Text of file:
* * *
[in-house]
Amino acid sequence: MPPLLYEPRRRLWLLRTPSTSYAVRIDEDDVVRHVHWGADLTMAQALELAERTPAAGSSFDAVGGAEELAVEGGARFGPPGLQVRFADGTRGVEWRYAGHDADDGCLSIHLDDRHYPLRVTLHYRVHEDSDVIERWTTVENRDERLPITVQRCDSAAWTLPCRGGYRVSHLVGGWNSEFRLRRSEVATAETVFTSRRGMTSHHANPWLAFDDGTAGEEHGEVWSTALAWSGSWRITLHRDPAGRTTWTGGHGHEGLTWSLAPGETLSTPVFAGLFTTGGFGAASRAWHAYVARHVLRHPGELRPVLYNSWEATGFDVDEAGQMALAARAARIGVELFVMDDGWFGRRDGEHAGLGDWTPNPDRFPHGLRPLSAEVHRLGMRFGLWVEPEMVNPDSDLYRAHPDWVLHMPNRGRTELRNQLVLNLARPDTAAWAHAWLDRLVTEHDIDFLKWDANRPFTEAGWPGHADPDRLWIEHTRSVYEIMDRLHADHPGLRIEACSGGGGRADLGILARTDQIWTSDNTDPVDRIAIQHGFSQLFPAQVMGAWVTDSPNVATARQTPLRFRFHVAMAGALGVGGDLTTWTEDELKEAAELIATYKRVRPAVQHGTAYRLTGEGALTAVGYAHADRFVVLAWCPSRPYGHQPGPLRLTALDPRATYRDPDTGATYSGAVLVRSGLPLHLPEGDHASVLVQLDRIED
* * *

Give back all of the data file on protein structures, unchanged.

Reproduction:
[in-house]
Amino acid sequence: MPPLLYEPRRRLWLLRTPSTSYAVRIDEDDVVRHVHWGADLTMAQALELAERTPAAGSSFDAVGGAEELAVEGGARFGPPGLQVRFADGTRGVEWRYAGHDADDGCLSIHLDDRHYPLRVTLHYRVHEDSDVIERWTTVENRDERLPITVQRCDSAAWTLPCRGGYRVSHLVGGWNSEFRLRRSEVATAETVFTSRRGMTSHHANPWLAFDDGTAGEEHGEVWSTALAWSGSWRITLHRDPAGRTTWTGGHGHEGLTWSLAPGETLSTPVFAGLFTTGGFGAASRAWHAYVARHVLRHPGELRPVLYNSWEATGFDVDEAGQMALAARAARIGVELFVMDDGWFGRRDGEHAGLGDWTPNPDRFPHGLRPLSAEVHRLGMRFGLWVEPEMVNPDSDLYRAHPDWVLHMPNRGRTELRNQLVLNLARPDTAAWAHAWLDRLVTEHDIDFLKWDANRPFTEAGWPGHADPDRLWIEHTRSVYEIMDRLHADHPGLRIEACSGGGGRADLGILARTDQIWTSDNTDPVDRIAIQHGFSQLFPAQVMGAWVTDSPNVATARQTPLRFRFHVAMAGALGVGGDLTTWTEDELKEAAELIATYKRVRPAVQHGTAYRLTGEGALTAVGYAHADRFVVLAWCPSRPYGHQPGPLRLTALDPRATYRDPDTGATYSGAVLVRSGLPLHLPEGDHASVLVQLDRIED